You would always get a ton of literature on Event Sourcing and CQRS. The key question is WHEN do you use it? Under what circumstances? Is your problem really in need of ES?
I would not go into the details of what Event Sourcing and CQRS is. The industry stalwarts have covered that in adequate detail. This post delves into battle-tested scenarios on where we should have used and otherwise ignored ES.
Reasons to use Event Sourcing
There are always tons of reasons to use event sourcing. Not necessarily all of them hold water. Some of them include
- It is a natural extension of DDD – Well yes, it does find relevance along with the DDD patterns but then we could very well use all the concepts of DDD without event sourcing.
- Helps in separating out write and read models – Hmm, do that with plain CQRS instead.
- Allows building asynchronous and eventually consistent communication models – Well, you could do that with Actors and all the goodness of Akka like framework.
- It helps you answer WHY – This one I would take hands down. If you really need to know the WHY you got to the current state rather than just knowing WHAT the current state is then yes, you would need ES.
- Helps maintain an audit log – You could still maintain an audit log the old-fashioned way without ES but yes, it does make it easy because you have all the events that led to the current state. These audit logs can be used for analytics as well. There would possibly not be a debug problem and possibly no information would be lost.
- Performance – Because events are immutable, you can use an append-only operation when you save them. Events are also simple, standalone objects. Both these factors can lead to better performance and scalability for the system than approaches that use complex relational storage models.
- Deriving additional business value from the event history. By storing events, you have the ability to determine the state of the system at any previous point in time by querying the events associated with a domain object up to that point in time. This enables you to answer historical questions from the business about the system.
- Replayability – You might discover a coding error that results in the system calculating an incorrect value or you want to gather additional statistics from the events which came in 6 months back until now. Rather than performing a manual adjustment on a stored item of data, you can replay the event stream so that the system calculates the value correctly and populates those additional data points based on the new version of the code.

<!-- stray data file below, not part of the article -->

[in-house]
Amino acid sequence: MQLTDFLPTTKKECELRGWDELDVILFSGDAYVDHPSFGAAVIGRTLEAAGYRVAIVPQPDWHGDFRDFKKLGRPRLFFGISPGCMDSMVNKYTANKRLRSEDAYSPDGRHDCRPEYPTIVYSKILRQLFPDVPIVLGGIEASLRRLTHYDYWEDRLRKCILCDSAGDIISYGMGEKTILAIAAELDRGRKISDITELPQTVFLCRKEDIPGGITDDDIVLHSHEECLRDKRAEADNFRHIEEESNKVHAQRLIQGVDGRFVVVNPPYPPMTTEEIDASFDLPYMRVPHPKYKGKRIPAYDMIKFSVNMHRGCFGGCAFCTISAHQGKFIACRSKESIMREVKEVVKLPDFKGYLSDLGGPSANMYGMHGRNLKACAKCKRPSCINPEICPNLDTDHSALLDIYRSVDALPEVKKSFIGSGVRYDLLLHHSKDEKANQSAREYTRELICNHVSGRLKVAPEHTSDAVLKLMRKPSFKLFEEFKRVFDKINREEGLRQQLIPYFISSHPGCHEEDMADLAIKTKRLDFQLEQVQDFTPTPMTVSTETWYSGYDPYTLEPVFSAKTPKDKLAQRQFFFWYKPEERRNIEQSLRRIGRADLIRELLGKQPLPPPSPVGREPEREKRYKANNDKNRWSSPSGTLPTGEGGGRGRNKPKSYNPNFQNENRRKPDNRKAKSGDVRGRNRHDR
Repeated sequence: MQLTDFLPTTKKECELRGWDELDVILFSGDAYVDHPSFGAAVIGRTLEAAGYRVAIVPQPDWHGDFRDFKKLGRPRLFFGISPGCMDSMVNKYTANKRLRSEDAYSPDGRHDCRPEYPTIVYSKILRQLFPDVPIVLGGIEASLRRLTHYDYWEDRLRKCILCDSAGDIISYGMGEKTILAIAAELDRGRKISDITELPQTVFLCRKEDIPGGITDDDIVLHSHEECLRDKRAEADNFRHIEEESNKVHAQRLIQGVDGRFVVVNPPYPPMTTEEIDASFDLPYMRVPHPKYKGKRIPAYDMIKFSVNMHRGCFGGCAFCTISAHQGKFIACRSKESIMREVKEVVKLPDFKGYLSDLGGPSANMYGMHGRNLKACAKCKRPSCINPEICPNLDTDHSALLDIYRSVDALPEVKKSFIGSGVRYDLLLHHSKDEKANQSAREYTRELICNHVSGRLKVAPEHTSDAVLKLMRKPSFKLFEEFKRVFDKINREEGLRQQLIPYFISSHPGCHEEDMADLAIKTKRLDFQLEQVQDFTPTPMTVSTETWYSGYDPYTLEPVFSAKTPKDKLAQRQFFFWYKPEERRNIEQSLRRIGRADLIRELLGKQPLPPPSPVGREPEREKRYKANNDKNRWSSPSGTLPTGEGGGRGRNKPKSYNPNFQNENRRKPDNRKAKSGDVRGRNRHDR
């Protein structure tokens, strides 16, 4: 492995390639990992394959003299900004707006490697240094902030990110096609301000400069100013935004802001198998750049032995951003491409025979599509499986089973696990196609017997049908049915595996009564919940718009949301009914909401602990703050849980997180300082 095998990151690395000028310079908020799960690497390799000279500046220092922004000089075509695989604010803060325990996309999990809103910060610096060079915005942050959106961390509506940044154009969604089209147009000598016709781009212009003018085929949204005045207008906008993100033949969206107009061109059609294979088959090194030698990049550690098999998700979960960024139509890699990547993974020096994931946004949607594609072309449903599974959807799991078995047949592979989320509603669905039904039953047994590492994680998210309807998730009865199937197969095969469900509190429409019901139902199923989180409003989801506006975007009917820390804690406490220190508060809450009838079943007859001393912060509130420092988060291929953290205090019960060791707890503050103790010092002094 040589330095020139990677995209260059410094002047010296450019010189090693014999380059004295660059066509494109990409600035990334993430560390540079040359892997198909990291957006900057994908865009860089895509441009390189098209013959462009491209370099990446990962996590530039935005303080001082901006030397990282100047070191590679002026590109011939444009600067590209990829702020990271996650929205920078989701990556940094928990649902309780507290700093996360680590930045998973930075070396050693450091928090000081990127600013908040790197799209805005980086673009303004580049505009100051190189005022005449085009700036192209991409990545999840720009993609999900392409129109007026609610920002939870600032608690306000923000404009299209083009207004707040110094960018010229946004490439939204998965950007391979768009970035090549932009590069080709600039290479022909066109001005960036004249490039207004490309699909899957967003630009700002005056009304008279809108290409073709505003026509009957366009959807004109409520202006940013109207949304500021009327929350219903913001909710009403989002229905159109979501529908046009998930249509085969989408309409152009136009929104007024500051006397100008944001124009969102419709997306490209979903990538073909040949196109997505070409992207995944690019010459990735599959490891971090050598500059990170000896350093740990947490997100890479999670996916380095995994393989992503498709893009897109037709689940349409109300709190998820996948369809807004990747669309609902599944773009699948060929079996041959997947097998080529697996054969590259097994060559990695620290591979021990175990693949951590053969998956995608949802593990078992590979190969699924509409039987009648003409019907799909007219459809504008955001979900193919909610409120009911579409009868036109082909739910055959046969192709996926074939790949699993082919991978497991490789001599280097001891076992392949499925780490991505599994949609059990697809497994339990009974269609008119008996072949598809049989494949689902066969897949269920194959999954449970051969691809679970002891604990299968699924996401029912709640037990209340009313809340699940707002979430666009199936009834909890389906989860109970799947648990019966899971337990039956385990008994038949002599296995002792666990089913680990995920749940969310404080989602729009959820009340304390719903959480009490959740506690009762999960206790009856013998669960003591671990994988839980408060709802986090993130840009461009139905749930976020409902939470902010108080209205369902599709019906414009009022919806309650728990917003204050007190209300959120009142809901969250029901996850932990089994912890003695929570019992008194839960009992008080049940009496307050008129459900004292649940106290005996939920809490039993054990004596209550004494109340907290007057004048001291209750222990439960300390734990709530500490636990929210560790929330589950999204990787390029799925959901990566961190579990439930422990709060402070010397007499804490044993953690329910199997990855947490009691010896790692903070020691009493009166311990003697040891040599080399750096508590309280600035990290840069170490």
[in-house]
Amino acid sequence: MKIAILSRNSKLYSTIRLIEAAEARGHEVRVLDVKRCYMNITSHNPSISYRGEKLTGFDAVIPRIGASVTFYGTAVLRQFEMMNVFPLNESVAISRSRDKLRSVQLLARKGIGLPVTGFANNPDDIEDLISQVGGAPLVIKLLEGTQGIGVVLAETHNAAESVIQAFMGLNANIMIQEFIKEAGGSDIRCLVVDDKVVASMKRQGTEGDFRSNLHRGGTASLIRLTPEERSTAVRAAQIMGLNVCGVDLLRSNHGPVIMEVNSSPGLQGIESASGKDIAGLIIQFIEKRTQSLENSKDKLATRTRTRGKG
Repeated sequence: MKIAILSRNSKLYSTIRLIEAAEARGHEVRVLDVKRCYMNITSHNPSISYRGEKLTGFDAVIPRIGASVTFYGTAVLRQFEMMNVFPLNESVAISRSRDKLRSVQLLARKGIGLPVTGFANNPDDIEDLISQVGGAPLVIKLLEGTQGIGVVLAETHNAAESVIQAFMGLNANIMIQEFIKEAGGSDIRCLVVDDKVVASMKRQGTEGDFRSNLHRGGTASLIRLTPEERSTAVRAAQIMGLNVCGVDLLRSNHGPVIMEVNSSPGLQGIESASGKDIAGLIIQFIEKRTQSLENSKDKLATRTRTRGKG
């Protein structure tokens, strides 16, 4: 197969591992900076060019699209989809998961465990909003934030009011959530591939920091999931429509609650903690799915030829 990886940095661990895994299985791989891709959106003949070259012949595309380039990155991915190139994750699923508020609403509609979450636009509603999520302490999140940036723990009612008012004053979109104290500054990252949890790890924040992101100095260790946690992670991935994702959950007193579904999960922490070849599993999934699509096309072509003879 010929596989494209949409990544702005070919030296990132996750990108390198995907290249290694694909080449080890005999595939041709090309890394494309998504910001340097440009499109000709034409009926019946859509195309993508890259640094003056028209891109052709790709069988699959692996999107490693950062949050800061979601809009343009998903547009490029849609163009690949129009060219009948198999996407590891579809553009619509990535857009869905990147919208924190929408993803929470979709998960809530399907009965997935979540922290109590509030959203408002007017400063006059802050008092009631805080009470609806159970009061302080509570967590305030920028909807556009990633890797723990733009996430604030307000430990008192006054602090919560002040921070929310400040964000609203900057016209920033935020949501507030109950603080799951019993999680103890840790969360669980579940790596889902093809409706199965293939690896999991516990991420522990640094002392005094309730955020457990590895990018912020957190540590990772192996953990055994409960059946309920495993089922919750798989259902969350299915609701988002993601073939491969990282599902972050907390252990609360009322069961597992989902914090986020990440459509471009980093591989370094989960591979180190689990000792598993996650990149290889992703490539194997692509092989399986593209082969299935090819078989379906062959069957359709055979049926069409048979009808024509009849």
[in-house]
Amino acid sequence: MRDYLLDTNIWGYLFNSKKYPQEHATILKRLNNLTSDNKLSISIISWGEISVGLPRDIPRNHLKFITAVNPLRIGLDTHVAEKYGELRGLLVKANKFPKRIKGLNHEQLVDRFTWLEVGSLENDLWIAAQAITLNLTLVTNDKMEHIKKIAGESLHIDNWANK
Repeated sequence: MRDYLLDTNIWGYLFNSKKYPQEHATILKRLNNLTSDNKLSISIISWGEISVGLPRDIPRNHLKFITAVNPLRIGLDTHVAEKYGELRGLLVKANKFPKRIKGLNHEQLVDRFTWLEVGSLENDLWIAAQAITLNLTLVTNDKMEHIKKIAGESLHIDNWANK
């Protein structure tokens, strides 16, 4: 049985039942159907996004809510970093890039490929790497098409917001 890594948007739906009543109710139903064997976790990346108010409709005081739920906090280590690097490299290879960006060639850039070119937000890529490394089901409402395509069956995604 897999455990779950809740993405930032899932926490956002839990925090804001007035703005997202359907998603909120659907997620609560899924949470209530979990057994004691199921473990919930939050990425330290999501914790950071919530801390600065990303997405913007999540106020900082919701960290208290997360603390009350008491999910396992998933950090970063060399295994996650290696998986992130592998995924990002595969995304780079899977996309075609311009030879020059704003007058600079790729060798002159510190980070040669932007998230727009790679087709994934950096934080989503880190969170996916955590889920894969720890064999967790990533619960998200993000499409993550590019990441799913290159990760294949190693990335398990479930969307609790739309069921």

Reasons not to choose Event Sourcing
Now let us look at some of the reasons to avoid ES.
- Performance – Although event sourcing typically improves the performance of updates, you may need to consider the time it takes to load the domain object state by querying the event store for all of the events that relate to the state of an aggregate.
- Versioning – You may find it necessary to change the definition of a particular event type or aggregate at some point in the future. When the event changes or the command changes, so does your way of handling them. Then you would have to deal with multiple versions of the event. One which came in historically and one which is current.
- The development costs are high – Frameworks in this area tend to be heavyweight, overly prescriptive, and inflexible in terms of tech stacks. There is quite a bit of plumbing needed. You have to deal with classes for commands, command handlers, command validators, events, aggregates, AND THEN your projections, those model classes, their access classes, custom materialization code, and so on. The entire process needs quite a bit of scaffolding.
- The UI needs to work heavily with eventual consistency – This is something that bit us real bad in the real world. First, the UI needs to be aware that any command which is sent through would have its own eventual consistency cycle time and it should be prepared for that. It should not expect that the user registration would have actually synchronously registered the user once the command went through. So, the UI needs to play along. It is said that for such scenarios the system should follow the usual CRUD which brings us to then building 2 kinds of systems. One which would follow the usual CRUD and the other which would use ES.